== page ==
Downtown took a big hit when Binion’s Horseshoe was forced to close its doors Friday, casino industry experts said.
A dark casino amid the neon on Fremont Street sends a negative message about the vitality of the downtown casino district, and Binion’s closure is even worse since the 52-year-old casino is one of the city’s leading icons, experts said Sunday.
An estimated 900 workers lost their jobs when the Horseshoe was unable to maintain a bankroll after U.S. marshals seized all of the available cash in the casino’s cages Friday night, executing a federal judge’s order allowing the Culinary parent union’s health care and pension trust funds to seize as much as $2 million.
It’s unknown how much cash was seized, but the total seizure was less than the $2 million authorized; a U.S. deputy marshal estimated the amount as about $1 million on Friday night.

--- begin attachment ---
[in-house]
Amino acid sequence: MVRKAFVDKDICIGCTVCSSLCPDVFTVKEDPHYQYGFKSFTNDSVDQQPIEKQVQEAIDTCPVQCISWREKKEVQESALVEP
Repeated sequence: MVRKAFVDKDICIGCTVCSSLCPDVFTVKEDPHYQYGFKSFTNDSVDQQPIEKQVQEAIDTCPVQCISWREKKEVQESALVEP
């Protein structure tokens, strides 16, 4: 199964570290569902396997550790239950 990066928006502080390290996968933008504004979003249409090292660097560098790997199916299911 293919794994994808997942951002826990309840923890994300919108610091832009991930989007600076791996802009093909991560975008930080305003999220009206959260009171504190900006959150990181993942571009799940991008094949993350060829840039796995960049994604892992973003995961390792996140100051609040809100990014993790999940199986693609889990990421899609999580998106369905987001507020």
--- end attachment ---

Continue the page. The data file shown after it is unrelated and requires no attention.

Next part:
Horseshoe owner Becky Binion Behnen agreed Saturday to keep the casino closed until she can convince Gaming Control Board Chairman Dennis Neilander and Nevada Gaming Commission Chairman Pete Bernhard that she’s been able to replenish the property’s depleted bankroll.
Neilander was the lone optimist among the industry insiders surveyed about the impact of the Horseshoe closure on downtown and on recent revitalization efforts.
Taj Capitalizes on Apprentice TV Show
ATLANTIC CITY – The 16 aspiring, conniving corporate wannabes on “The Apprentice” television reality show are not the only ones competing for a six-figure payday from Donald Trump.
Executives at Trump’s flagship casino cooked up “The $100,000 Apprentice Challenge,” in which Taj Mahal gamblers compete for the grand prize by selecting the show’s losing and winning contestants over 15 weeks.
“They Get Fired, You Get Rich!” the contest promises.
“We definitely wanted to capitalize on the fact we had a nationally televised show featuring our boss, Donald. It was a must-do,” said Linda Powers, Taj’s senior vice president for slot operations.
Although the first episode of “The Apprentice” airs tonight (8:30, NBC), the Taj contest began one week ago. Thousands of gamblers have already entered, Powers said.
The Taj is heavily tying itself to the TV show. It is advertising the contest on billboards and in commercials broadcast by the NBC affiliates in Philadelphia, New York and Atlantic City.